The Haile Gold Mine in rural Lancaster County is poised for a nearly $300 million expansion that will create 800 temporary and permanent jobs over the next two years, company officials said Thursday.
The mine, located about three miles north of Kershaw, hasn't been active since the early 1990s. But Canada-based Romarco Minerals bought it in 2007, confident that advancements in technology could help turn the mine into a gold producer again.
The company has confirmed that the mine and surrounding land contain at least 4 million ounces of gold, making it one of the more significant gold discoveries in the United States in the past decade, Romarco President and CEO Diane Garrett said.
Romarco expects the mine to produce at least 140,000 ounces per year for at least 12 years starting in 2012.
The expansion will create 500 jobs during construction and another 300 permanent jobs once the mine is fully operational, Garrett said.
"This will be the most significant employer since Springs shut down," she said. "We expect to be in this area for decades."
A feasibility study is ongoing and final permitting is still pending, but both are expected to be formalities.
Pending those outcomes, Garrett said, the 14-month construction process is expected to start by the end of the year.
Lancaster County gave Romarco a fee-in-lieu-tax agreement for the Haile project. County officials are hopeful of the possibilities, given the county's 17.1 percent jobless rate.
"It will be a big shot in the arm," said Keith Tunnel, Lancaster County's economic development director.
The hope is that the Haile operation will attract a variety of new businesses, not just companies to help the mine, Tunnel said. A new industrial park planned nearby will make an ideal landing spot for spin-off businesses, he said.
"If there are companies that want to service them and want to be nearby," Tunnel said, "we've got a home for them now."
Word of the planned 800 jobs has spread quickly through the county, and the Lancaster Workforce Center already has had a flood of inquiries, director Glenda Parkman said. The employment office has an exclusive hiring agreement with the company and is compiling a list of people interested in working there, Parkman said.
Some hiring has started already, but the bulk won't start until late this year or early in 2011, Parkman said.
"We've had thousands of responses. ... It's very exciting," she said. "It's going to offer a lot of opportunities for local people."
'A significant area'
Gold was first discovered at the Haile site in 1827 and was mined off and on for the rest of that century and into the early 1900s. The mine operated again from 1936 to 1942. But modern mining didn't begin there until the mid-1980s, when Haile became the first commercial-scale gold mine in South Carolina. The mine ceased gold operations in the early 1990s under then-owner Piedmont Mining Co.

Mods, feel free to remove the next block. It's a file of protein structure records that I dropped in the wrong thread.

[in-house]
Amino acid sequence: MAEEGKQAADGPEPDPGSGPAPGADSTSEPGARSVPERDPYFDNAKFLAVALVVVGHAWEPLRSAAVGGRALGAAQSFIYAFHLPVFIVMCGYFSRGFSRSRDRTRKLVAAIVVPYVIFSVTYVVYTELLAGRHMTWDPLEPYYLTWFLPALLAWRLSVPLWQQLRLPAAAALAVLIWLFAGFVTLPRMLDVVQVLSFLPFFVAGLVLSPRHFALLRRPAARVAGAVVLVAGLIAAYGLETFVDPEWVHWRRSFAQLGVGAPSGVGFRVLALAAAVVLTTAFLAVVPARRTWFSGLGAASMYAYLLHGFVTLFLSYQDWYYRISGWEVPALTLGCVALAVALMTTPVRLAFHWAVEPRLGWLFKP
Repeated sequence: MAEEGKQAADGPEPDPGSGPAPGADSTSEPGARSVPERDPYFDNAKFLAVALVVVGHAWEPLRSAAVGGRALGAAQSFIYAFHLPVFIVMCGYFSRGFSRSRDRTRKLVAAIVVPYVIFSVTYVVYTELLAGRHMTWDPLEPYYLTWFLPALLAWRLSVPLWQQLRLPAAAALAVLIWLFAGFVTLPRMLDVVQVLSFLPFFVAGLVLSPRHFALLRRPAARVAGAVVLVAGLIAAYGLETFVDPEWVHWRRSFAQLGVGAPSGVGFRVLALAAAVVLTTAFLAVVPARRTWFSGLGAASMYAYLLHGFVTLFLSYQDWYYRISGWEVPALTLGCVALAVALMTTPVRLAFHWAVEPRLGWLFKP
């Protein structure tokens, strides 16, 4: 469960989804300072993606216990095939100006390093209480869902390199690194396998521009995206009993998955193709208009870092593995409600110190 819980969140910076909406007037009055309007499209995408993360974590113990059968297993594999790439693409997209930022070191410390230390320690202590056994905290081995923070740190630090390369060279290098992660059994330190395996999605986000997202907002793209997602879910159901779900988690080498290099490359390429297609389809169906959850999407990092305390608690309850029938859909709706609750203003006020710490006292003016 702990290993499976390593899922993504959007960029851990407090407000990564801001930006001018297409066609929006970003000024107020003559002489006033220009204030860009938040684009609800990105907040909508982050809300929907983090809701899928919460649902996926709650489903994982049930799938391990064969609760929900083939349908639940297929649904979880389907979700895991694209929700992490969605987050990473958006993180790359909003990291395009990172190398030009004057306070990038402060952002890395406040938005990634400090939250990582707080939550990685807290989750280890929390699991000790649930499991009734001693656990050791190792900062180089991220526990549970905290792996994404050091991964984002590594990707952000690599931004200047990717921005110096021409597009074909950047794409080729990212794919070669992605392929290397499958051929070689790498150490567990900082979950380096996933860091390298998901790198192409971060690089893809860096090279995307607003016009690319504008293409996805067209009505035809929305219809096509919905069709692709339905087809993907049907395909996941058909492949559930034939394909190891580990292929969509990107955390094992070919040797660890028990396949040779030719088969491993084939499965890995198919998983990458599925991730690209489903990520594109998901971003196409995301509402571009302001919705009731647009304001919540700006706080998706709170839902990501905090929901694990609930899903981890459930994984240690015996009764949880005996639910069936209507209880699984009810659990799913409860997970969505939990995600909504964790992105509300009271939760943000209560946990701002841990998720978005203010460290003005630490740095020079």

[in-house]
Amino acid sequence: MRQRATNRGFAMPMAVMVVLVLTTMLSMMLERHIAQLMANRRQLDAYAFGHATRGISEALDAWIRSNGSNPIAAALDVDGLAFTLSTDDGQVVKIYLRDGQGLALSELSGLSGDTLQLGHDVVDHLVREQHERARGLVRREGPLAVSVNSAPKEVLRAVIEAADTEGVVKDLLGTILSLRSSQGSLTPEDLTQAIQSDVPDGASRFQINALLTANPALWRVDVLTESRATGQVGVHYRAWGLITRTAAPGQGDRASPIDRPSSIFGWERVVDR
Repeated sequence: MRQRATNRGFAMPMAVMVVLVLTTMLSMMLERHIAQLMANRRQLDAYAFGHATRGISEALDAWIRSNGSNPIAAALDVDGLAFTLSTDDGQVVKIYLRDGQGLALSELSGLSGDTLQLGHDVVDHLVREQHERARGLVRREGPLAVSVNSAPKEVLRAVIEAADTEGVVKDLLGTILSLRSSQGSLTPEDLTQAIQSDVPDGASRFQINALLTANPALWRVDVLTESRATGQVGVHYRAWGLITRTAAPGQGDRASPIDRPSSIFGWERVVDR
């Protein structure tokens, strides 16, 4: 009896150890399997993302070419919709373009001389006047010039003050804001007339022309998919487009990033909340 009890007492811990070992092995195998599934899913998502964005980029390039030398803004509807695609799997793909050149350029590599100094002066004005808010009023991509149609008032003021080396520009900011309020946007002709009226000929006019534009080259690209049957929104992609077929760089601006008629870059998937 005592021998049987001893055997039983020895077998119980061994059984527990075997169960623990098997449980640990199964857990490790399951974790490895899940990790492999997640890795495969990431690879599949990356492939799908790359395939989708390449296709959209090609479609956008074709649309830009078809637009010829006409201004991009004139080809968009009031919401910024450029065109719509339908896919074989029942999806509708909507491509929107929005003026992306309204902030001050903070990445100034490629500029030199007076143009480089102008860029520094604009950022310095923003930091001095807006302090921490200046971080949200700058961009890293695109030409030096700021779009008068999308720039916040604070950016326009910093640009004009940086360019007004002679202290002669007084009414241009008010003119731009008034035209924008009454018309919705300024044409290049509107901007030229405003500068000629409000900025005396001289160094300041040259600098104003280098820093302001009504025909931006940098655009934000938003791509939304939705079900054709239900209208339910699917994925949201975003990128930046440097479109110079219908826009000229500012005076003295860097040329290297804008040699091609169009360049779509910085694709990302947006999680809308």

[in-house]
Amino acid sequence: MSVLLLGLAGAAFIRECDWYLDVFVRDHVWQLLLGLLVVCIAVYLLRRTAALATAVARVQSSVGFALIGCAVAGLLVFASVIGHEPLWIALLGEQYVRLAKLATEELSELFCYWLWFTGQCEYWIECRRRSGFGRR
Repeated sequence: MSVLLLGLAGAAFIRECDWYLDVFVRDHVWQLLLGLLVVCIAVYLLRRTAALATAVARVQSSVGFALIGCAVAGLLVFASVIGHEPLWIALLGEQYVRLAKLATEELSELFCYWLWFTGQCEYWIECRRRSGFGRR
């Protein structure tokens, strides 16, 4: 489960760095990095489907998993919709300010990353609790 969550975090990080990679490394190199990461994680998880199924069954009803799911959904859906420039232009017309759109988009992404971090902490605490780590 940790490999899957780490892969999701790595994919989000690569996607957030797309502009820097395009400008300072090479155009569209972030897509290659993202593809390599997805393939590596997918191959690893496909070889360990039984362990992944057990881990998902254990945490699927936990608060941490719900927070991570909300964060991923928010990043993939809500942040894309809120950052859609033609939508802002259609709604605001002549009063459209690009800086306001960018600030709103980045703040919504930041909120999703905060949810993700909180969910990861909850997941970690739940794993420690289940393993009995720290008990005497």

Significant gold discovery in the United States has slowed since the 1980s. Romarco learned of the Haile site when it was mining in Nevada, Garrett said. Those mines weren't reaching the potential company officials had hoped, and Romarco's geologist recommended they investigate Haile because significant gold had been found there before and there likely was lots more yet undiscovered.
Romarco bought the land from Piedmont for around $3.5 million in cash and stocks and now owns around 4,000 acres in the area, with hopes of buying more.
The history of the region and improvements in mining technology have convinced Romarco officials they will find success in Lancaster County. The new technology allows gold to be extracted from dirt and rock, a technique that didn't exist until 1998. Also, Romarco can dig more than 1,200 feet underground. Previous drilling at the site was limited to around 300 feet.
"We're finding gold all the way down," Garrett said. "We know we're in quite a significant area."
The company expects to produce more than $120 million in gold each year once the mine is fully operational, Garrett said. The selling price of gold Thursday was around $1,169 per ounce.
Romarco already has 57 workers on site, plus 50 contractors. Most are local. The company plans to hire locally for the new jobs, too, starting with the construction phase. The permanent jobs will include truck driving, lab, drilling and engineering positions. And for every one job created by Romarco, another four or five will spring up in the community by attracting new stores, warehousing, laundry and other services, Garrett said.
The company already buys its fuel and other supplies from local vendors and will continue to do so, she said. The company believes in supporting its communities, Garrett said.
"We could save a few bucks by going to Costco, but we don't," Garrett said. "We can generate a lot of money, a lot of jobs for the community. We need to generate good will where we are."